In summation, as a modus of action of ethyl-cis,cis(9,12)-octadecadienoate (hELate), it is believed that these disparate conditions in the inflammatory process as exemplified by redness, swelling, edema, hyperemia, hypersensitivity (pain or itching) and/or exudation evidently are derived from signs and symptons caused by the release of serotonin into the wound and by histamine effects both locally and systemically. It is believed that the topical application of ethyl linoleate to the local lesion effects its beneficial office by interfering with the local production of these materials. It is further believed that this occurs through altered production of prostaglandin E. It is noted that the active ingredient of hELate, ethyl linoleate [ethyl-cis,cis(9,12)-octadecadienoate], is, chemically, extraordinarily similar to the natural precursor of prostaglandin E. The prostaglandins consist basically of a C20 acid (prostanoic acid) containing a five-membered ring (cf Goodman and Gilman, The Pharmacological Basis of Therapeutics, 4th ed, MacMillan, 1970, pages 672-674). From the relationship of the compounds it is believed that ethyl linoleate acts as a competitive inhibitor to the production of prostaglandin and thereby blocks the histamine/serotonin response.
The dosage recommended as to the active ingredient ethyl linoleate is a topical application of 15 mg/kg to 75 mg/kg with a preferred dosage of 25 mg/kg, where the kilogram unit refers to body weight of the mammal. This preferred dosage may be repeated as needed at the end of 5-7 days after initial dose. An alternative modus of expressing dosage is 0.2-0.8 mg/cm2 of body surface both internal and external, with a preferred dosage of 0.5 mg/cm2. A second method of expressing dosage based on skin coverage is a preferred level of from 1 drop (6.7 mg) per 16 in.2 to 1 drop per 36 in.2 based upon hairless skin. Additionally, to effectively treat small conditions, the dosage may be 1 drop for any area up to 36 in.2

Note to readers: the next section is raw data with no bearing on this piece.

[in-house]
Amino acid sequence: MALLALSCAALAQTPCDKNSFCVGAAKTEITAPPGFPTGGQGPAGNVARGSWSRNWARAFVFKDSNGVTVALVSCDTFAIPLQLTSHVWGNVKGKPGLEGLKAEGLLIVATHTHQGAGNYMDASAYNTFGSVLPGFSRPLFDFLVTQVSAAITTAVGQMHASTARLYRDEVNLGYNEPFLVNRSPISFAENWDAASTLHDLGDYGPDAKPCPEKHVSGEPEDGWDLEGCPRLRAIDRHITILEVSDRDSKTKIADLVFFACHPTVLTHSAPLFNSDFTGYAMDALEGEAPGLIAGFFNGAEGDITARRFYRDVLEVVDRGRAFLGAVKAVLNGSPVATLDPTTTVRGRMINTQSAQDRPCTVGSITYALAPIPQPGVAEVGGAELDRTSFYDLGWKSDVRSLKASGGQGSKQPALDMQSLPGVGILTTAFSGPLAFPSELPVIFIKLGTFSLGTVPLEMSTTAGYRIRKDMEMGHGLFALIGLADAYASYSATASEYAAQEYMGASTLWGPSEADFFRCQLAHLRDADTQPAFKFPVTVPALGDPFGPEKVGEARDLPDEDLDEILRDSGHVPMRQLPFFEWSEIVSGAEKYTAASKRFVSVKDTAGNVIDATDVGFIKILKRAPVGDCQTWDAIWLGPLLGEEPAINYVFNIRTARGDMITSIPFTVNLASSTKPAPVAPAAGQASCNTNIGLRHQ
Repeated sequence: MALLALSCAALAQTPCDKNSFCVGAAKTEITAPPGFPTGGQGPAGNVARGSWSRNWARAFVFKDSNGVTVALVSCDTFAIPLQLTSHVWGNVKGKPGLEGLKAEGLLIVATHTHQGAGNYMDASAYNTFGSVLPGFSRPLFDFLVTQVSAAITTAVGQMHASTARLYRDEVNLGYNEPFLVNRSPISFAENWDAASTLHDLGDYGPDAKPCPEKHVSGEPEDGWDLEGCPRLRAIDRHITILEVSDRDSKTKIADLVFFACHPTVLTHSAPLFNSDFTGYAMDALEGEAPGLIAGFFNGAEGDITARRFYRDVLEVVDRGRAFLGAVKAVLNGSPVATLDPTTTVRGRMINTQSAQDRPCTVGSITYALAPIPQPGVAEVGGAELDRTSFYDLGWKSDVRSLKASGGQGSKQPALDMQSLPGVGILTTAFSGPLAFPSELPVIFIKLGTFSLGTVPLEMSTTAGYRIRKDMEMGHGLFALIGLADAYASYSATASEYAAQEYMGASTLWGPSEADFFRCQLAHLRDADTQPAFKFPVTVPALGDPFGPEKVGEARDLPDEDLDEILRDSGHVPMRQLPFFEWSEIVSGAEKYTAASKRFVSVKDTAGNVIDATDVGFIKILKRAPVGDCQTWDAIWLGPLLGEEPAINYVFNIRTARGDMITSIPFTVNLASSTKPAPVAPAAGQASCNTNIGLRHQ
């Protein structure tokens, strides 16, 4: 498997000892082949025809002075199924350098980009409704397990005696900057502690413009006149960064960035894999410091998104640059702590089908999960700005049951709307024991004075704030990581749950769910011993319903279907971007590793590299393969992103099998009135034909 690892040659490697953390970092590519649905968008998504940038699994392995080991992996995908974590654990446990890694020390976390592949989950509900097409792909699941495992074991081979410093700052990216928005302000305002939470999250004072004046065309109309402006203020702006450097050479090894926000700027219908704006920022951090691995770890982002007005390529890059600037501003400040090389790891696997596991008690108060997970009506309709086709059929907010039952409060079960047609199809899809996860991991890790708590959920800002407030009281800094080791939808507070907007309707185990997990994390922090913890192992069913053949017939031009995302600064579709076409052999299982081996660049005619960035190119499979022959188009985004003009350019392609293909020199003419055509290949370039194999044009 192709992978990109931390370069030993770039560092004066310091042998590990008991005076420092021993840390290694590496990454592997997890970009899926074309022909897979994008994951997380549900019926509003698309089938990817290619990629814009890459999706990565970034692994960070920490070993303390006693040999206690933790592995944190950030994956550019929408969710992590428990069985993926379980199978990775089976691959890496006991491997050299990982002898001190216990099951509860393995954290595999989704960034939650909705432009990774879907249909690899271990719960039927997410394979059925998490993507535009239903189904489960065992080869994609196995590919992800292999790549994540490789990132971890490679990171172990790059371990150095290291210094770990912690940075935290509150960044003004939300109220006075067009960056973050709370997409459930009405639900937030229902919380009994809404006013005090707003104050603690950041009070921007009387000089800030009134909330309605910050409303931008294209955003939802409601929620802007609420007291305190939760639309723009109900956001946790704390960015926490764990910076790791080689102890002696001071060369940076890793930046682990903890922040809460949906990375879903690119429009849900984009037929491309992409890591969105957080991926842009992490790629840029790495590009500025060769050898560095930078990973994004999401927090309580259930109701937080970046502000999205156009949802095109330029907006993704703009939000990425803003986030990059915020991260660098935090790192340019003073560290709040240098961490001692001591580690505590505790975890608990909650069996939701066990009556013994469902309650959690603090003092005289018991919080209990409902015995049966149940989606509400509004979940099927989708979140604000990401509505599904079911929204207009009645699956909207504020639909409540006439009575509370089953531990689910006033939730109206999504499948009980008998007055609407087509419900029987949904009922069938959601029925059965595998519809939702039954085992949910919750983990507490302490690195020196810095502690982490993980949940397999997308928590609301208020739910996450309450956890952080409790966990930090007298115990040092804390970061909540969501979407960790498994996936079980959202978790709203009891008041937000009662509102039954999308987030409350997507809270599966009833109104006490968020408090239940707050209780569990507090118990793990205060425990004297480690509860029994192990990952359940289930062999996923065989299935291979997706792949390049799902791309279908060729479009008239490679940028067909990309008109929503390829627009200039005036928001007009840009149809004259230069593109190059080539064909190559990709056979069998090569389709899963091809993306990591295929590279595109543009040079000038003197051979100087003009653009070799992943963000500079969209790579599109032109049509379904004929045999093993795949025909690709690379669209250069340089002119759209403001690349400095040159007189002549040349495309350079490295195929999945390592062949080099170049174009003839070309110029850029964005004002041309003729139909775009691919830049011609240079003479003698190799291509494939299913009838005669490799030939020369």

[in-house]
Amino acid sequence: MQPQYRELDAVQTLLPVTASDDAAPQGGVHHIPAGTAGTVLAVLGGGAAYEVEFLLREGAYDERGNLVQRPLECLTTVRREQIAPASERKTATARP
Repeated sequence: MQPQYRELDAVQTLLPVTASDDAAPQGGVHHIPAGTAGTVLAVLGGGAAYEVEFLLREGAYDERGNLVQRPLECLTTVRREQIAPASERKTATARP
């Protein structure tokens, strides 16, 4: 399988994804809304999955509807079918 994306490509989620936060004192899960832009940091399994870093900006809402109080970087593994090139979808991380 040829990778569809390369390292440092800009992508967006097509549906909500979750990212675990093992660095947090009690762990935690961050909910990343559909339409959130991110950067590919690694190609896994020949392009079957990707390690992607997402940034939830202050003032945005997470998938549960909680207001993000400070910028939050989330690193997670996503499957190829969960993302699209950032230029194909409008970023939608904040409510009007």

In the discussion of dosage, it is noted that, whereas the recommended dosage is a single dose, there are cases where a second dose at an interval of 5-7 days is recommended and, since the margin of safety for toxicity is large and is about 60:1 of the recommended initial dose of 25 mg/kg of body weight, it is possible to utilize successive-day treatments and even multiple treatments per diem for small lesions (0.1-3% body surface area) at slightly lower unit dosages where deemed necessary with safety and freedom from side effects.
Antioxidant additives include those found in a preferred composition set out in the Investigational New Drug Application before the Food and Drug Administration as follows:
Tertiary butyl hydroquinone (which is TBHQ)
Operable antioxidants also include those which are set out additionally in Kirk-Othmer II, volume 2, pages 593-597, outlining food grade antioxidants permitted in the United States and other countries. Such antioxidants are primarily inhibitors and the preferred group are tocopherols, propyl gallate, and norhydroguaiaretic acid (which is NDGA). These food grade antioxidants mentioned in Kirk-Othmer are incorporated by reference and made a part of this application. A similar list, which is also incorporated by reference, appears in Ralph G. Harry, The Principles and Practice of Modern Cosmetics, Volume 1, Modern Cosmeticology, page 617, 1962, and is reprinted below:
In the above formulation, in addition to the antioxidants, it is noted that the active ingredient is ethyl linoleate isomer and that certain inert esters (ethyl oleate, ethyl palmitate, and ethyl stearate) and a stabilizer (Tween-80) are included.
The following examples illustrate the present invention.
Two patients with overexposure to an ultraviolet lamp were seen. Both experienced localized severe skin hyperemia, erythemia, tenderness of the affected area, localized swelling (edema) and marked blanching of the surface on finger pressure. A single application of 25 mg/kg body weight of ethyl linoleate was applied topically by inunction. Within three minutes, there was virtually total reversal of all of the above symptoms.